How does birth weight affect adult obesity in a low resource context?
South Africa is experiencing rapid increases in weight gain across the entirety of its population. Obesity is rising in both males and females, across all ages and socioeconomic groups. Like many other low-middle-income countries, it is experiencing a double burden of malnutrition alongside these high obesity rates. Malnutrition is present in one quarter of children under the age of three, resulting in stunting.
This stunting has been reported to be associated with adulthood disease risk, including obesity. Researchers thus far have not been able to look at this relationship in a low-middle-income country in the same participants by following them from birth into early adulthood. The authors of this study were able to do this for the first time using the Birth to Twenty Cohort which is a longitudinal study of children born in 1990 in South Africa.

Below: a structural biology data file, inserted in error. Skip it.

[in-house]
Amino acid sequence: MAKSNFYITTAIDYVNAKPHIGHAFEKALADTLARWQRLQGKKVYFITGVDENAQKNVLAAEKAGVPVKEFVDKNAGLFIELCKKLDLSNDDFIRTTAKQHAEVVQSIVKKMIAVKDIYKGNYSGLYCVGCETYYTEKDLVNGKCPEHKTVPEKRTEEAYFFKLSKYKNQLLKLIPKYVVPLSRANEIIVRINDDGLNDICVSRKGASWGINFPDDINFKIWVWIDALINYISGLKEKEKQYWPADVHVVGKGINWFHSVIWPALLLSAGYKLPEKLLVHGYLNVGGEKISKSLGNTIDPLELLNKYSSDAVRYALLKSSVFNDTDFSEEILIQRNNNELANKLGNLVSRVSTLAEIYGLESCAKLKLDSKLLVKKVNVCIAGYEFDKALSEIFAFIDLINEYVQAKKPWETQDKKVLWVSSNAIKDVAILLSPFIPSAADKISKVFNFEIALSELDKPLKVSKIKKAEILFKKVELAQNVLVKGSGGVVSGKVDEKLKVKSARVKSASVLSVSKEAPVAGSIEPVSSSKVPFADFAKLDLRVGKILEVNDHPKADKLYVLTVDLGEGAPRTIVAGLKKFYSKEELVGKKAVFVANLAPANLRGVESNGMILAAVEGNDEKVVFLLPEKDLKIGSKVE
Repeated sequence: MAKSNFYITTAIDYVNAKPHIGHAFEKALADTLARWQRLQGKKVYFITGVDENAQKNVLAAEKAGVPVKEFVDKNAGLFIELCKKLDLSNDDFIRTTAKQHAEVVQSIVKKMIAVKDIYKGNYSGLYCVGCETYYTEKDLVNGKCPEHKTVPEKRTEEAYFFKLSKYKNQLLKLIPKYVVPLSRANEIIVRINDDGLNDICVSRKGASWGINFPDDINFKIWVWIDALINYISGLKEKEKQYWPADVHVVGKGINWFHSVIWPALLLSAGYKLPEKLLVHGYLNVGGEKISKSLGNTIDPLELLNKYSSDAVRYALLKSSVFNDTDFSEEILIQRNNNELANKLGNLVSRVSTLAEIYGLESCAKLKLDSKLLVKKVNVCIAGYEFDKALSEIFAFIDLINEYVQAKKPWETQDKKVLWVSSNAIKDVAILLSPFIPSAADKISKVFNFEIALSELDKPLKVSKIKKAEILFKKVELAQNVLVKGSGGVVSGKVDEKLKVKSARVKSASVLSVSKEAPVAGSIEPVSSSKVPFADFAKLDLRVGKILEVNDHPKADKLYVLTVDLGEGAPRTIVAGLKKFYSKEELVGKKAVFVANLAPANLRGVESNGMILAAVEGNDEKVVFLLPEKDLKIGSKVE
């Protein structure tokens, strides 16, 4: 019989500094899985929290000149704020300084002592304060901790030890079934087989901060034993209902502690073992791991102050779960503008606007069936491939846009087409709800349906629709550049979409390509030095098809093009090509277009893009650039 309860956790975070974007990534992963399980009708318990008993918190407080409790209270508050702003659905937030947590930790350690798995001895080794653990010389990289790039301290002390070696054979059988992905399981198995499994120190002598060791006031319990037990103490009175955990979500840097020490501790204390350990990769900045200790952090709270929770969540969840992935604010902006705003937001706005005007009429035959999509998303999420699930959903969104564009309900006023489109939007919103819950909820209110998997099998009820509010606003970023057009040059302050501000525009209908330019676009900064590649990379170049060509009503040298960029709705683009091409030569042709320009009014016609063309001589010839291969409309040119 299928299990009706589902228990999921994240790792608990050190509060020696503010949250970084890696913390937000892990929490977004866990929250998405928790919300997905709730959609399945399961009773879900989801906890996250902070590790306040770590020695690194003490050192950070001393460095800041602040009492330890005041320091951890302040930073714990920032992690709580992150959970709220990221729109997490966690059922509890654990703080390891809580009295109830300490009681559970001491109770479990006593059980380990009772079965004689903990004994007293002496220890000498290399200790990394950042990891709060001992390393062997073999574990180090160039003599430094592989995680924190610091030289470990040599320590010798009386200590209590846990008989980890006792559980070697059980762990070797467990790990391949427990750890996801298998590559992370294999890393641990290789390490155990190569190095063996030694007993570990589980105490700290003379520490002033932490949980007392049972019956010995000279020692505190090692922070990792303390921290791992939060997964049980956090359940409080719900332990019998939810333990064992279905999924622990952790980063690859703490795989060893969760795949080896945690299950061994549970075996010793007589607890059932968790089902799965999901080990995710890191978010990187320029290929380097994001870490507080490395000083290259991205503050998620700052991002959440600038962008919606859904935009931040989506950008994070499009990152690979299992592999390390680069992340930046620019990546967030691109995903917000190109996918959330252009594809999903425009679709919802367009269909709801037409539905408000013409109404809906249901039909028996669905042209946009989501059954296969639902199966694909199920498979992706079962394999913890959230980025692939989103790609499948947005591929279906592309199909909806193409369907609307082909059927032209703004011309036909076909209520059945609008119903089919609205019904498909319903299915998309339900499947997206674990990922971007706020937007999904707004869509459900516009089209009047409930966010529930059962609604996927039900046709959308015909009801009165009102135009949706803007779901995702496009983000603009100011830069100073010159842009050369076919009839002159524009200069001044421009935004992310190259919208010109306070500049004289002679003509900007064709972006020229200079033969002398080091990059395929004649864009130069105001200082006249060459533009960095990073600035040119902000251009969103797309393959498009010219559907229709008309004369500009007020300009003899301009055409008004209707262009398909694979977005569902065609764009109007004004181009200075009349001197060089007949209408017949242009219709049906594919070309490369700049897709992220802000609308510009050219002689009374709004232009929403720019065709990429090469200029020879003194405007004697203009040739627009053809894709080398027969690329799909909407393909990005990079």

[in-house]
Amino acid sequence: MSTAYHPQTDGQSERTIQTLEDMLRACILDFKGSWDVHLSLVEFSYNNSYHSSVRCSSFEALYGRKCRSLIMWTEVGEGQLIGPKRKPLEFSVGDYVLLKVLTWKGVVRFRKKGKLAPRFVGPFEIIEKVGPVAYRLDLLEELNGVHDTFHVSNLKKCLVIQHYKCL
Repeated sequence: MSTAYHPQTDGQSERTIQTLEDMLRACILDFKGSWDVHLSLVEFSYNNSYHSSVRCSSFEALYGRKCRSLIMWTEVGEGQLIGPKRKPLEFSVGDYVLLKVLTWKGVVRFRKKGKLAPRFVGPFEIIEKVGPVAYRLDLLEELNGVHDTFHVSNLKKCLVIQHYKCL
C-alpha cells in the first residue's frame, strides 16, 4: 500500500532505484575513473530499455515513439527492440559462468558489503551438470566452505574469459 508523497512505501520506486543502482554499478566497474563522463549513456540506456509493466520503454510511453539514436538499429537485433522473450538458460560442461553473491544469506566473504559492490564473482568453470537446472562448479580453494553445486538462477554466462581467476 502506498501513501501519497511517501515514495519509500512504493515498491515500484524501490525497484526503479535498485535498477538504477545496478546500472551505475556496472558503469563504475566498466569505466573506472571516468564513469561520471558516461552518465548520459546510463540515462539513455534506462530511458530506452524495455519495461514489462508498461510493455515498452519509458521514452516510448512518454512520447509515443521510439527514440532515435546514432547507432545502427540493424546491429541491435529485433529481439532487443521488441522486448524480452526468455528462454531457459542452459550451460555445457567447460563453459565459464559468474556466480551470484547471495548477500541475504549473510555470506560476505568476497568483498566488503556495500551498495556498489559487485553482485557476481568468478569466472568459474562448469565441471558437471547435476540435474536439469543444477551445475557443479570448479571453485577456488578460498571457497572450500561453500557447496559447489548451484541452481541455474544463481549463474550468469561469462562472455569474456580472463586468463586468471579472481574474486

Authors found that relative weight gain from birth into adulthood was positively related to fat mass, including both visceral and subcutaneous fat in adulthood. Being stunted at age two was inversely associated with fat-free soft tissue mass (i.e. lean body mass) in adulthood. This finding is analogous to trends that have been shown across Brazil, Guatemala and India.